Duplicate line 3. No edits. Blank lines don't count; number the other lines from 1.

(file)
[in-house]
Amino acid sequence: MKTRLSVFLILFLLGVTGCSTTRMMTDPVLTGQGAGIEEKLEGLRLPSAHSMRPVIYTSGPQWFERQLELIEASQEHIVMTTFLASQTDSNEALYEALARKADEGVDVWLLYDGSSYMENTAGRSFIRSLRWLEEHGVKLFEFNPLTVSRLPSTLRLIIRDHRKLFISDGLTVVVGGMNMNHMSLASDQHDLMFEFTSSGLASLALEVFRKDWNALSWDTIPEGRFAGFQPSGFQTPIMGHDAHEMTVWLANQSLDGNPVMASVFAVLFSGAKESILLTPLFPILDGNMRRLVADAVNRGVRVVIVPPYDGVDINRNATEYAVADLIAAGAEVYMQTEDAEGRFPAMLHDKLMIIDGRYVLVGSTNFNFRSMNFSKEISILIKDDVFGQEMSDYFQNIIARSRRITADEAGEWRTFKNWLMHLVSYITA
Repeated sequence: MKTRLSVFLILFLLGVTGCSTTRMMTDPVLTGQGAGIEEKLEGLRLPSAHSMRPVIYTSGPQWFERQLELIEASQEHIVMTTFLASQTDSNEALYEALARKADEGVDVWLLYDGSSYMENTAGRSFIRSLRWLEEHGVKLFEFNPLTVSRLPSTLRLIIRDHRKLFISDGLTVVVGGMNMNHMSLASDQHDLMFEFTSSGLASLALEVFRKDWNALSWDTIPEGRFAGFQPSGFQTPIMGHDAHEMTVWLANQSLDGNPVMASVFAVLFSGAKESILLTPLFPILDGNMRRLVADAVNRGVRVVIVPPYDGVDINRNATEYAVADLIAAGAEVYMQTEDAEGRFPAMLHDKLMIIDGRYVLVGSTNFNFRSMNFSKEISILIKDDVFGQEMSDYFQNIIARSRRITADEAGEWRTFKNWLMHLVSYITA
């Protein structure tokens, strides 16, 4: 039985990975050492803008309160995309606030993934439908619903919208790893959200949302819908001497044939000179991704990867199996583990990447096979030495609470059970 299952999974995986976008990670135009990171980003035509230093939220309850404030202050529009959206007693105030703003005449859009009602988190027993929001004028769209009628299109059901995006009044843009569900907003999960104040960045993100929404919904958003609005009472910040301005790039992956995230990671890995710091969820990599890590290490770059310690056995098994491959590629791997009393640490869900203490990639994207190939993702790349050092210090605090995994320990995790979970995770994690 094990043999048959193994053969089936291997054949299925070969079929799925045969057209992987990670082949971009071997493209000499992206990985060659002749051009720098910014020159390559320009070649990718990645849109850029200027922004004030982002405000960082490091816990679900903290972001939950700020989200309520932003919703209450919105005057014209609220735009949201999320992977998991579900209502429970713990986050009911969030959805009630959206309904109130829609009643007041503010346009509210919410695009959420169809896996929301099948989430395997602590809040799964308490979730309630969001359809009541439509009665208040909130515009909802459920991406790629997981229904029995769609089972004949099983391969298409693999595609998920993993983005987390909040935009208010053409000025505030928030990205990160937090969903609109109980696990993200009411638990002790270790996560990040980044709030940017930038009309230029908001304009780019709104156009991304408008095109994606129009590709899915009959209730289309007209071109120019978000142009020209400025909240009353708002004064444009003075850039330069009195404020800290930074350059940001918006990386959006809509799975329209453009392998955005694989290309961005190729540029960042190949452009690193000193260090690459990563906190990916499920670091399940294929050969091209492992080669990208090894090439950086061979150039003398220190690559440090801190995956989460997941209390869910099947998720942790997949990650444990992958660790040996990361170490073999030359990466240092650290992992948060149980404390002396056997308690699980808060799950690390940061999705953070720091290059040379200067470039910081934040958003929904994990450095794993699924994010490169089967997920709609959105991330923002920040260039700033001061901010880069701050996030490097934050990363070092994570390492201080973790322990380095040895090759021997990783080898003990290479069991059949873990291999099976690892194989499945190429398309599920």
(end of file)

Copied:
Repeated sequence: MKTRLSVFLILFLLGVTGCSTTRMMTDPVLTGQGAGIEEKLEGLRLPSAHSMRPVIYTSGPQWFERQLELIEASQEHIVMTTFLASQTDSNEALYEALARKADEGVDVWLLYDGSSYMENTAGRSFIRSLRWLEEHGVKLFEFNPLTVSRLPSTLRLIIRDHRKLFISDGLTVVVGGMNMNHMSLASDQHDLMFEFTSSGLASLALEVFRKDWNALSWDTIPEGRFAGFQPSGFQTPIMGHDAHEMTVWLANQSLDGNPVMASVFAVLFSGAKESILLTPLFPILDGNMRRLVADAVNRGVRVVIVPPYDGVDINRNATEYAVADLIAAGAEVYMQTEDAEGRFPAMLHDKLMIIDGRYVLVGSTNFNFRSMNFSKEISILIKDDVFGQEMSDYFQNIIARSRRITADEAGEWRTFKNWLMHLVSYITA